Monday, August 17, 2009


If you look closely, you can see a faint yellow flame above our flare--that's biogas being burned off! We started adding fresh manure to the digester a week ago, and the bacteria have responded. Since our generator won't be cleared to deliver electricity until next week, we have to flare the biogas. This is already progress, though, since we're using manure that would otherwise be emitting methane in a lagoon; combusting that methane leaves much-less-potent carbon dioxide. Almost two and a half years after we first decided to test the carbon-offset business, we're finally starting to do our part.

Saturday, August 8, 2009

Local cheese

I love cheddar cheese. I eat it on sandwiches, crackers, and tacos. In recent years, Americans have been finding ways to consume more and more cheese; some analysts attribute much of this trend to gourmet pizza.

One might begin to be concerned for the health of America's arteries. However, American cheese consumption runs well behind many European countries, often countries with better average health. The data in the chart above is from 2003, but it shows the typical American--eating 15 kilograms (33 pounds) of cheese annually--coming in well behind the typical German, Greek, or Italian. Love of cheese clearly crosses palate boundaries. Other data shows that Europeans also drink more milk and enjoy more butter than Americans too, yet suffer from less heart disease.

European food culture seems to have evolved over the centuries into cheese consumption patterns more sustainable than ours. As a result, some celebrate the rise of American artisan cheese makers. Skagit County is home to two small dairy creameries--Samish Bay and Golden Glen, located within a few miles of each other. But most cheese in the region comes from creameries run by Tillamook Cheese and Darigold, and this cheese is practically being given away. Wholesale prices remain stuck at just over one dollar a pound; dairy farmers would be happy to see a stronger cheese culture emerge a little more quickly in the United States.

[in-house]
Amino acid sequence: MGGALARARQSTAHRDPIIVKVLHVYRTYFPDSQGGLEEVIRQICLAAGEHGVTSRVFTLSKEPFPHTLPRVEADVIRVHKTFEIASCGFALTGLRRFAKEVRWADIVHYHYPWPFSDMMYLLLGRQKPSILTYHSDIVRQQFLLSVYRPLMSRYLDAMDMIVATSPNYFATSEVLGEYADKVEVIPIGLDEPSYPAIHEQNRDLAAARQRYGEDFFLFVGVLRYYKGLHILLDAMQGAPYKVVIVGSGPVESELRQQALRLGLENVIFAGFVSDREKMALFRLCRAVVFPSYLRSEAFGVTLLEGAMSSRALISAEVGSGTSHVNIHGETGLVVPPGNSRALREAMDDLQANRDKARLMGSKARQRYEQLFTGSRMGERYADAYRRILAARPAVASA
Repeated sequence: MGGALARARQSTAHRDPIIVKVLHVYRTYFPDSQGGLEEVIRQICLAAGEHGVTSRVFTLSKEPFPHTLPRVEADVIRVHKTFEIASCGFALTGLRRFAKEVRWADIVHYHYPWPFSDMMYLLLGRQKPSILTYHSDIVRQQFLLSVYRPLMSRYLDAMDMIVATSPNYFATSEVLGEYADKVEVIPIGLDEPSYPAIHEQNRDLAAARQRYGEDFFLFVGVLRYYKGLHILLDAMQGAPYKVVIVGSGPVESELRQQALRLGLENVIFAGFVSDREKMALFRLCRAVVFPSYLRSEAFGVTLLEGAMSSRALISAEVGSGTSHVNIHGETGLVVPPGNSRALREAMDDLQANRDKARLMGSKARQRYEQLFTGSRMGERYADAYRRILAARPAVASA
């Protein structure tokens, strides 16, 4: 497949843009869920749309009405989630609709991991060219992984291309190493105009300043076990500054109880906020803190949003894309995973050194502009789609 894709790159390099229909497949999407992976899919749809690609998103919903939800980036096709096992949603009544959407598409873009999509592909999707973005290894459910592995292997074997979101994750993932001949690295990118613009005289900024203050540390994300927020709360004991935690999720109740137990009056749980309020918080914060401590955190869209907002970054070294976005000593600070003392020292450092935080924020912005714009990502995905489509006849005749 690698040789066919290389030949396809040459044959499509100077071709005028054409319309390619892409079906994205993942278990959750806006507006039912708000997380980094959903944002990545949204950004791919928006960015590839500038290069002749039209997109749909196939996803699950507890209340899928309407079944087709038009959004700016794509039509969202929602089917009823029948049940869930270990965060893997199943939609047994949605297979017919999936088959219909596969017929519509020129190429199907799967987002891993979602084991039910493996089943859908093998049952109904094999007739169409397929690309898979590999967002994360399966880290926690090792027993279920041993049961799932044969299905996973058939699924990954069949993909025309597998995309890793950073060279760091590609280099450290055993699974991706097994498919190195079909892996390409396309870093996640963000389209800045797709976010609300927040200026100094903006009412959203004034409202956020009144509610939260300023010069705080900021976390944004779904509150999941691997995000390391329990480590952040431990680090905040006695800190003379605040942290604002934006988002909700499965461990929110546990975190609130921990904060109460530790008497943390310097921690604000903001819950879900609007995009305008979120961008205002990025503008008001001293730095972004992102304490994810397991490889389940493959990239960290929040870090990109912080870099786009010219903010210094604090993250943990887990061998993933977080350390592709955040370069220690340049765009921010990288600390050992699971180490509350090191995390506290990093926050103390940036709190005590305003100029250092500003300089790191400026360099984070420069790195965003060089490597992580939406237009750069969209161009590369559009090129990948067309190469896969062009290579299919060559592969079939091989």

Tuesday, August 4, 2009


The past two years have been tough for the ethanol industry. The blue portion of the graph above (from Iowa State University) shows typical operating profits for ethanol production; when these profits drop below the black line, a typical ethanol plant starts to have trouble paying back its investors and creditors. The purple part of the graph represents the cost of corn; in 2008, rising corn prices squeezed ethanol producers, but it took the ensuing price collapse to drive leader Verasun and others into bankruptcy. No plants were built in Washington state, but two Oregon producers filed Chapter 11.

Ethanol has been good for corn farmers but bad for just about everyone else. Ethanol-driven high corn prices filtered through to drive up the cost of other agricultural products last year, raising input costs for dairy farmers and clobbering them just as milk demand started to fall. Ethanol production consumed huge amounts of energy (mainly natural gas) in an age-old process where a third of the corn's weight just ends up as carbon dioxide byproduct. Taxpayers provided five billion dollars in subsidies to drive the cost of ethanol low enough to compete with gasoline, but those same taxpayers weren't excited to find this new fuel didn't contain as much energy per gallon.

But until other alternatives actually emerge, corn ethanol is what we have; privately-held and community-owned companies are innovating to avoid the fate of their publicly-traded peers. Surviving leader POET has started up an anaerobic digester at a South Dakota plant to eventually replace natural gas usage, while other plants burn different forms of biomass for process heat. POET is also emerging as the most credible producer of cellulosic ethanol (not made from food products), quietly passing dozens of more-hyped companies working in that space. The industry is still a bit dazed, but all is not lost.